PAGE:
Maze Runner Review

Maze Runner Trilogy

by James Dashner

Rating: 4.5 out of 5.

4.5/5 – Leo Turnbull

The Maze Runner books are a series of cleverly planned titles, set in a dystopian future. The first book in the series, The Maze Runner, starts off inside a massive maze and plunges you into instant confusion, as you do not know anything about this strange new world. This is a very effective opening that makes you want to read more. The series continues with two further books, that continue the story, then finally there are two other books which are prequels. It proves just how engrossing this series is, as I have read all five books in a matter of weeks!

The first book is set entirely in the maze, which (thanks to super advanced technology) changes its paths every day. In the middle of the maze, there is the Glade, a safe area where there are beds, food and farms. The inhabitants of the maze, who are all teenage boys, are called ‘Gladers’, many who have been trapped inside for years. No-one in the maze can remember anything that happened before, suggesting that their minds have been wiped by someone or something. One thing that everyone does know, though, is that you don’t want to be outside of the Glade and in the maze at night. At night, the Grievers come out – terrible mechanical monsters equipped with sharp objects and spikes. They never come into the Glade, however, as colossal walls close at night to separate the two.

Chicken House Books - Maze Runner
Chicken House Books - Scorch Trials
Chicken House Books - Death Cure
Chicken House Books - Kill Order

The first book starts when Thomas arrives in the Glade through a mysterious portal-like box. He can’t remember anything, but his arrival is not a surprise to anyone. Every month, once a month, for as long as anyone can remember, a new boy is dropped into the Glade. However, when another person arrives the next day, everyone is even more shocked when they discover that it’s a girl – Teresa. Everyone, including Thomas, suspects that he had something to do with it, but no-one can think what it is. This sets in motion a chain of events that may (or may not…) lead to the Gladers’ escape from the maze.

The books are written extremely well, as they maintain a feeling of tension throughout the whole narrative. Even when something good happens, you can’t help but wonder if it was planned, as the characters’ minds have been messed with before, so why could it not happen again? The plot is fast-moving but easy to understand, meaning that you’re never quite sure what will happen in the next chapter. There are lots of cliffhangers, as well as shocking twists that you couldn’t have predicted.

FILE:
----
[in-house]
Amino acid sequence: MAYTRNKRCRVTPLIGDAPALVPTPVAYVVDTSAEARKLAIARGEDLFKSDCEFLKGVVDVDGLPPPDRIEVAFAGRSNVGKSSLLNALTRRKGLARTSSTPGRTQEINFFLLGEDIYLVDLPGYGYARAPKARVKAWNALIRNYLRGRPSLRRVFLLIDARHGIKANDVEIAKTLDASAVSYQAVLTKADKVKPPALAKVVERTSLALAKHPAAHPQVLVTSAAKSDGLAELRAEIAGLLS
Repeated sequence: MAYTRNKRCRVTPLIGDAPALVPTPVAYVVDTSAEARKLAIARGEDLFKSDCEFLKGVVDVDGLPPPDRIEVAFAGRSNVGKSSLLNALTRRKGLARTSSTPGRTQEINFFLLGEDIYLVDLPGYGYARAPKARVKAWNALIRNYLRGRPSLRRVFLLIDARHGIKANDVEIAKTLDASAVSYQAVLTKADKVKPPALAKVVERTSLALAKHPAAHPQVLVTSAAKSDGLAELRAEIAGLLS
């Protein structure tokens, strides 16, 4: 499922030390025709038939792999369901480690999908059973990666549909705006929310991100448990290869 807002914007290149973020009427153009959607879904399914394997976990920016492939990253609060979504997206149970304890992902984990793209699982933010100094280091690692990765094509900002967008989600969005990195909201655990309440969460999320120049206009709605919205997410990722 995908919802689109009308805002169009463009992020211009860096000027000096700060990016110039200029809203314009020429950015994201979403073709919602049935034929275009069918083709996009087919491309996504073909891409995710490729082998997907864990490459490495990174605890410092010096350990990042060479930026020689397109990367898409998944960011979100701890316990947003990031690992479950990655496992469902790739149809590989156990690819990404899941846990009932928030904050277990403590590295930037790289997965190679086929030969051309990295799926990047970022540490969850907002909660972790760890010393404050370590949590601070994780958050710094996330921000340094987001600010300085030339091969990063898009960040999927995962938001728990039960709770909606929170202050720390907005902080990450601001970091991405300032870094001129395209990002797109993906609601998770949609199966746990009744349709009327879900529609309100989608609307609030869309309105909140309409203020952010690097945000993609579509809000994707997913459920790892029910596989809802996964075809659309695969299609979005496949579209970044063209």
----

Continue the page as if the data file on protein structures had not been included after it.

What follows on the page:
All the characters have very distinct personalities, and it is easy to differentiate between them. By the end of the first book, you feel as if you know the characters personally and know how they feel and would react to different situations. There are lots of clues in the books that are hidden in plain sight, but you only realise what they mean after you know other things. This is very clever plotting on behalf of the author, and I always enjoy books that mak you work hard!

While the story is set in the distant future, it is still realistic, which allows you to identify with the characters and want them to escape. There is no magic, and everything can be explained in one way or another, which I like as it means that completely fantastical things can’t just ‘happen’, which would spoil the realism of the story. In this way, it is similar to the Hunger Games (read my full review on the Hunger Games here).

The Fever Code (Maze Runner Series Prequel): James ...

All in all, I thoroughly enjoyed the Maze Runner series and would highly reccommend it to anyone who likes dystopian fiction. On a first reading, it is important to read each book in order, but when I re-read the series, I am tempted to start with book five to get a sense of the chronological events. There are also films of the first three books, which I am now intending to watch.

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